Just Ivy Leaguers for these Bush League Recruiters?

I have blogged before about Nick Corcodilos and his book Ask the Headhunter – I can’t recommend this book enough to job hunters and am most thankful to my friend David White who first directed me to it. Nick’s new book will help you work effectively with headhunters, too.

Nick doesn’t mince words when it comes to HR recruiters: you should avoid them, to the extent possible. Instead, connect directly with the hiring manager and “do the job in the interview.” Ask the Headhunter tells you how. Do that and you’re home free…right?

I hope Nick doesn’t stroke out from this recent question posed on the Job Doc section of the Boston Globe website (also appeared in the August 9 Boston Sunday Globe). In a nutshell, the fellow of a think tank organization has an opening for an assistant. He knows who he wants to hire. He has worked with the candidate before. The candidate has a strong work and academic record. Not so fast…

None of this, however, negates their HR department’s top-ranked snobbishness. They would rather hire an Ivy Leaguer with a degree in something completely different. They do not even entertain applications from lower-ranked schools. This fellow has gone through four assistants in three years because his HR people keep giving him Ivy League grads who are experts in other fields. The position involves actual skills (lots of math) that a philosophy major from Harvard can’t learn on his/her own.

I am not the entitled type, but this is bordering on ridiculous…We both anticipate this being a problem but don’t know how to approach it.

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Buy this Book and Read it Now: The Leader as a Mensch (Book Review)

I have referred to business author Bruna Martinuzzi’s article Optimism: The Hidden Asset previously on this blog (here and also here) as a wise and pragmatic exploration of a positive character trait that tends to come in handy for anyone looking to succeed in marketing, anywhere in business… or at life itself. Optimism is just one of a wide array of highly desirable character traits, including humility, empathy and generosity, to name just a few.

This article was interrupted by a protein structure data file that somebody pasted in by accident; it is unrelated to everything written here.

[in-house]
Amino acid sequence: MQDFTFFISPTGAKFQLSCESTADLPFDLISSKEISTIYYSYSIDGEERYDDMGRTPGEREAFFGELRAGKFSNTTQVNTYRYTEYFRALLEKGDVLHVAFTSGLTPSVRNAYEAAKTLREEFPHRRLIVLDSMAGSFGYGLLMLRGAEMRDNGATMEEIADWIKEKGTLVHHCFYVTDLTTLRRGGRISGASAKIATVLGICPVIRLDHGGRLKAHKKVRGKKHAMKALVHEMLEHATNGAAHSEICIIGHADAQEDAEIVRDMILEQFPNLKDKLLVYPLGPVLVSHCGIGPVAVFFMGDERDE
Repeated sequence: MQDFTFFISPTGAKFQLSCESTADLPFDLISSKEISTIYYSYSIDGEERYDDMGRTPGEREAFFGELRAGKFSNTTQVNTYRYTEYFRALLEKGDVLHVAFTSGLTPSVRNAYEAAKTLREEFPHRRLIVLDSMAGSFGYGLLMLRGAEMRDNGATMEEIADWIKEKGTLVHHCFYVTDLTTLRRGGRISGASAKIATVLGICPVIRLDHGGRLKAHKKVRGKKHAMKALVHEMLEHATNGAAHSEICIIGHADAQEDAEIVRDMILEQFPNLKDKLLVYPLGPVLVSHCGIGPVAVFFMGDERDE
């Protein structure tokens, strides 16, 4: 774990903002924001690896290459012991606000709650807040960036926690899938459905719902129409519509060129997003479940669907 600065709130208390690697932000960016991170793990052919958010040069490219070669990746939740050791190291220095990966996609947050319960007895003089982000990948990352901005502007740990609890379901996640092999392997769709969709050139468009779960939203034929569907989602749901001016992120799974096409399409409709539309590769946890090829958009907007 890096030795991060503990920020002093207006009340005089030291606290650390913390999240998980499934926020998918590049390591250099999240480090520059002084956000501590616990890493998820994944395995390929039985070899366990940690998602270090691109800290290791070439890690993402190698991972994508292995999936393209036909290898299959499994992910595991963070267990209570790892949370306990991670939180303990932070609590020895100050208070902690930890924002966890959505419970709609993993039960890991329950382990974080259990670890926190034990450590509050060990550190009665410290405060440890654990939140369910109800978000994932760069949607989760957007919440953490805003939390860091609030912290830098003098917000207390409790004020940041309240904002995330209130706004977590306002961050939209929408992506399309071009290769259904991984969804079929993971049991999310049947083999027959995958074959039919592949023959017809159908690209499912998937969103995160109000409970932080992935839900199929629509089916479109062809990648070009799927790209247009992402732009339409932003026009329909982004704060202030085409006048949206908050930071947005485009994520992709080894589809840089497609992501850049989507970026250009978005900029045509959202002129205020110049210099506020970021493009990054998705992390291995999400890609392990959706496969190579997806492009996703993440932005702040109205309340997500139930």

Hopefully you have worked for a person who demonstrates these traits routinely; who communicates with openness and dignity, and leads by example with honor and integrity. If you have worked for such a person, as I luckily have, you have had the unique pleasure and personal enrichment that can only come from working for a mensch.

mensch (měnsh)  n.  Informal. A person having admirable characteristics, such as fortitude and firmness of purpose: “He radiates the kind of fundamental decency that has a name in Yiddish; he’s a mensch” (James Atlas).

Source: The American Heritage® Dictionary of the English Language, Fourth Edition. Houghton Mifflin Company, 2004. http://dictionary.reference.com/browse/mensch (accessed: July 21, 2009).

Take this quick survey: What one word best describes your boss…

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Job Hunters, Read this Book: Ask the Headhunter (Book Review)

I was in a job interview and I opened a book and started reading.  The [HR recruiter] said, “What the hell are you doing?!” I said, “Look, I have one question for you. If you are in a spaceship that’s traveling at the speed of light, and you turn on the headlights, does anything happen?” She said, “I don’t know!” I said, “Forget it, I don’t want the job.” – Stephen Wright

Submitting job applications online, waiting for responses after interviews, braving overcrowded job fairs…this is what most people may think of when imagining the necessary components of a job search.

But there is a better way: show the hiring manager directly the compelling work value you will provide. So says Nick Corcodilos, former headhunter and author of the book Ask the Headhunter: Reinventing the Interview to Win the Job.  I owe some serious thanks to my friend David White, a business intelligence researcher for Aberdeen Group, for referring me to this book very early in my layoff-induced job search. If you feel like you’re banging your head against the wall getting nowhere in your job search, read this book.

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The Power of Critical Thinking in Marketing (or: Devil’s Advocate, Get Thee Behind Me!)

I read a great blog entry entitled Critical Thinkers vs. Critics by Mark Logic CEO Dave Kellogg. (Quick aside: Any blog by a CEO/Chairman/Founder that is regularly updated and features plenty of wisdom, wit and insight is evidence that company has a competitive advantage in leadership. Good on you, Dave.)

Dave Kellogg raises the important difference between a “critic,” a person who criticizes everything, generally without proposed solutions” and a “critical thinker,” a person who attacks ideas in the spirit of making them better, and who can hold both sides of an argument in their head at once.”

Point very well taken. I’d additionally define a critical thinker as someone who will also not allow herself/himself or others to fall victim to “paralysis by analysis.” Even more importantly, by virtue of being unafraid of taking a hard, unbiased look at issues and listening to others’ opinions, concerns and doubts, and in fact welcoming such open discussion, a critical thinker is also an optimist by nature.